The Panasonic Lumix ZS19 is a fine digital camera of the point-and-shoot compact class. It is small, lightweight, and packed with features. It works well for me, but will it satisfy you? That depends on what you are looking for in a camera. A simple point-and-shoot will perform very well in most situations. My 6.0 megapixel Canon Powershot SD600, ancient now, takes fantastic photos and is solidly built. I wanted to step up to something better, while still retaining the size profile of a compact camera. It had to fit into a coat pocket, and so could not be much larger than a bar of soap. I also wanted a better zoom capability than my Canon’s 3x so that I could take acceptable pictures of subjects beyond ten feet in distance. Sometimes, when I snapped on a distant subject with the Powershot, it made everything in the photo look as if it was on the other side of the Atlantic. A DSLR would have given me great shots from a long distance, but it would have been much too large to fit into a jacket. So instead I would go with a so-called travel zoom, which is a compact camera with a telescoping lens that extends far out from the body.

My initial impressions of the ZS19 have been very favorable. Image quality on the 14.1 megapixel, 20x optical zoom ZS19 is generally fantastic, the 3.0 inch LCD is bright and sharp, and the controls are simple to use. The small Leica lens is superb. In portrait mode, bokeh is excellent. Onboard effects are plentiful, and most can be accessed via a small dial on the top of the device. I found that the zoom function was occasionally problematic. It was easy to overzoom on a subject because the control was a trifle jerky. The far older Canon’s zoom, by contrast, is silky smooth. Also, at extended ranges, a computerized “digital zoom” effect takes over on the Lumix, and the results can be either hit or miss. Panasonic promises 40x with the Intelligent Zoom function engaged, an impressive number, but don’t expect it to work out in every instance. 20x maximum is more realistic. Low light photos, as you could expect, are also spotty, sometimes okay, sometimes not. I also wish that the build quality was better. It isn’t that I expect the Lumix to break, it is not flimsy, but I just can’t help compare it to my rugged, all-metal Powershot. The ZS19 feels a bit plasticky.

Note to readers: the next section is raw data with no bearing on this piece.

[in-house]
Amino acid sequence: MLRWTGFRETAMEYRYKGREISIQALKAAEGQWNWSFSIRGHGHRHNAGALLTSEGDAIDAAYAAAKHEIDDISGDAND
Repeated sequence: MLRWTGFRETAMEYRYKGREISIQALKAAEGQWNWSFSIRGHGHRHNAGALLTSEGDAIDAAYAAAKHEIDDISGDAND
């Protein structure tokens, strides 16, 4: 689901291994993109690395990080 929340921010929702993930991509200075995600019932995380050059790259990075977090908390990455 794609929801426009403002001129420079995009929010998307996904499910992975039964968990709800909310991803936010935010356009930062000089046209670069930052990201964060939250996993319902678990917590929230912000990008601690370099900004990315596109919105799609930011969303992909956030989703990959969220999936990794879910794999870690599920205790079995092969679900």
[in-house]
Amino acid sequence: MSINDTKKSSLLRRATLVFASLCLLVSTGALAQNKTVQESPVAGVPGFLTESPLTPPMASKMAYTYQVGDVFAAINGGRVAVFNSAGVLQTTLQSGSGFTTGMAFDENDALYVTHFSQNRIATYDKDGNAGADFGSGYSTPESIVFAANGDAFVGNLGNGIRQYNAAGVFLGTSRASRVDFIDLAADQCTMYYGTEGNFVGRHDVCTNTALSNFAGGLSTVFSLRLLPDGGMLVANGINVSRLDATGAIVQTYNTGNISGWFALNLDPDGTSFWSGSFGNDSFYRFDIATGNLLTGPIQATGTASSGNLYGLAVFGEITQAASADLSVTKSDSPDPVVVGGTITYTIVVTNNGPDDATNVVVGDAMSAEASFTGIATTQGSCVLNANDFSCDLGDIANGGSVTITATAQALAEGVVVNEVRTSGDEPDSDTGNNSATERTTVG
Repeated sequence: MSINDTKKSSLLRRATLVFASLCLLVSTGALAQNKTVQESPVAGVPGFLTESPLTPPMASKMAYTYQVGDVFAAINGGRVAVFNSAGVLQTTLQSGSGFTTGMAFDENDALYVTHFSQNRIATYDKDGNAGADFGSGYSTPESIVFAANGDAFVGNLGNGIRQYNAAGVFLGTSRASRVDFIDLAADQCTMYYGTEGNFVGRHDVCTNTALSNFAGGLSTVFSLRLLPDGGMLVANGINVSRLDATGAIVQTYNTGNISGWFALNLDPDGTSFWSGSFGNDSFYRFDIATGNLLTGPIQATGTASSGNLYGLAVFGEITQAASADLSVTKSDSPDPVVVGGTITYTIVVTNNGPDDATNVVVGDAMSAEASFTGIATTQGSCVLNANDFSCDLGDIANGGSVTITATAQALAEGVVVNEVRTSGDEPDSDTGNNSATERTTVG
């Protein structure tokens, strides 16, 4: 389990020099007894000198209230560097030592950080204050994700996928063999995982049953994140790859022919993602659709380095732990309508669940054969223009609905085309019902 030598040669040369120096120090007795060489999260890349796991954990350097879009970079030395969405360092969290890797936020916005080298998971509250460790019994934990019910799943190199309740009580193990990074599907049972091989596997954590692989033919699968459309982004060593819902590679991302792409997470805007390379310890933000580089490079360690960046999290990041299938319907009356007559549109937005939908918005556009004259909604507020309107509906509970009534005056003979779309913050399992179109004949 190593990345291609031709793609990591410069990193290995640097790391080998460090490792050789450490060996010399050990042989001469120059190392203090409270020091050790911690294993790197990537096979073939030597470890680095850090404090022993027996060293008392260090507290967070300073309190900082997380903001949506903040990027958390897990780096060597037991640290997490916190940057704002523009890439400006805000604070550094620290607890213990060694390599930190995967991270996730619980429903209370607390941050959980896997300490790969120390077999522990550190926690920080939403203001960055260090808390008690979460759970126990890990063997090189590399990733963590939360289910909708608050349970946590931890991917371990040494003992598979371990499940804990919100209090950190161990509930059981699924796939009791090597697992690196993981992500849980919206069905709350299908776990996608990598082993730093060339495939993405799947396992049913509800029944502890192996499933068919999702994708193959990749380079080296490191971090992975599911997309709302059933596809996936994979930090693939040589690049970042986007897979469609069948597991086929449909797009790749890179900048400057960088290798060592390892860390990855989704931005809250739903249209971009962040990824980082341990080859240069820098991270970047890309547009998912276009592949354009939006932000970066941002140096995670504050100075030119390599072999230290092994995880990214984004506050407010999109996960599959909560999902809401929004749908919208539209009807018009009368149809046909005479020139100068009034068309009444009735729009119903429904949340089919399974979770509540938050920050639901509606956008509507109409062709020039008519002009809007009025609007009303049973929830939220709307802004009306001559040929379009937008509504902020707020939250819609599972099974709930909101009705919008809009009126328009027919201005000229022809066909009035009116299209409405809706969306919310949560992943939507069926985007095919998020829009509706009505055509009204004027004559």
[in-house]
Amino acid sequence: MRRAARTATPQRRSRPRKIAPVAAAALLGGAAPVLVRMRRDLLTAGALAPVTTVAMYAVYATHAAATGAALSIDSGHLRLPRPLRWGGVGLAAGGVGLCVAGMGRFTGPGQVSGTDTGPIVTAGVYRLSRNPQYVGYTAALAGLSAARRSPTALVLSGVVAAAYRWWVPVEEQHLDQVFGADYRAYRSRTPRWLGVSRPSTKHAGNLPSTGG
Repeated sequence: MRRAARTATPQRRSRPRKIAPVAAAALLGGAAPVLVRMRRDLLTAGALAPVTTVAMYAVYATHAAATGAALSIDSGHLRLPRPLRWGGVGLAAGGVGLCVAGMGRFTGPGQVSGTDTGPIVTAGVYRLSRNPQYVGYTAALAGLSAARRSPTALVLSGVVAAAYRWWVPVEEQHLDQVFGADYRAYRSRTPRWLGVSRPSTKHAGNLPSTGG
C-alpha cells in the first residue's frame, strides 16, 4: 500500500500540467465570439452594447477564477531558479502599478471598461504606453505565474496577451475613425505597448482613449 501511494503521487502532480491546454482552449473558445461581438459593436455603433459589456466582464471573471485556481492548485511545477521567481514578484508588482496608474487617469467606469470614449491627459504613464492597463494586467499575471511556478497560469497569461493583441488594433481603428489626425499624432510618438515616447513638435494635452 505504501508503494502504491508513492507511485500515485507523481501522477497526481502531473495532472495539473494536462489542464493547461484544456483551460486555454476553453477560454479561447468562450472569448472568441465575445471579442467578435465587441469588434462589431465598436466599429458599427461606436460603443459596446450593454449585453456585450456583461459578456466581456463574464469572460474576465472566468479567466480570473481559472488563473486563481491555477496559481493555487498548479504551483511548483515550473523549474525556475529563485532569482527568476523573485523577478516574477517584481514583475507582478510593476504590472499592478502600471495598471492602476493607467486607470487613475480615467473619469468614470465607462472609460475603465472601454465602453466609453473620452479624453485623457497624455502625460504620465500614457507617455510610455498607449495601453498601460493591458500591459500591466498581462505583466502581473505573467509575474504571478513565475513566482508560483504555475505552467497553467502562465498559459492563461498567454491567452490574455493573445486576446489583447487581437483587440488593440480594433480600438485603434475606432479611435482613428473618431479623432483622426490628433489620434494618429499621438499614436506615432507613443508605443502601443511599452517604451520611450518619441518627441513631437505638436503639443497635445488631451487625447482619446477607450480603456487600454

At short distances, the image quality is very close what you would obtain from an entry-level DSLR, so if high quality close-up pictures, with an occasional distance photo, is what you are about, the ZS19 will be a great carry camera. If you need something more, such as if you are taking photos of the Grand Canyon, Paris in the springtime, the Sistine Chapel’s ceiling, or simply want the highest quality images, a DSLR will provide everything you need, but it will be a much larger machine. There is also an intermediate class of digicams known as compact system cameras, or CSCs, which do away with mirrors and produce images comparable to lower-end DSLRs, in a smaller-than-DSLR package. However, many of these devices, with all but the shortest lenses attached, are still significantly larger than a compact point-and-shoot, and cost about as much, or more, as an entry-level DSLR.

The ZS19 sells for $249.00 at Costco, so do not pay any more for it than that, period. You will also have to get a proper carry case for it. The kit case is barely adequate. Battery life is sufficient, and no more. No charging unit is supplied, so the battery will have to charged while in the camera itself. Below are a few photos that I took with the ZS19.

Check out some of the photos I took with it here in an earlier post.

Marc De Santis is the author of the fantasy novel BloodLikeWine. He blogs at ConsolidatedPopCulture about whatever he pleases.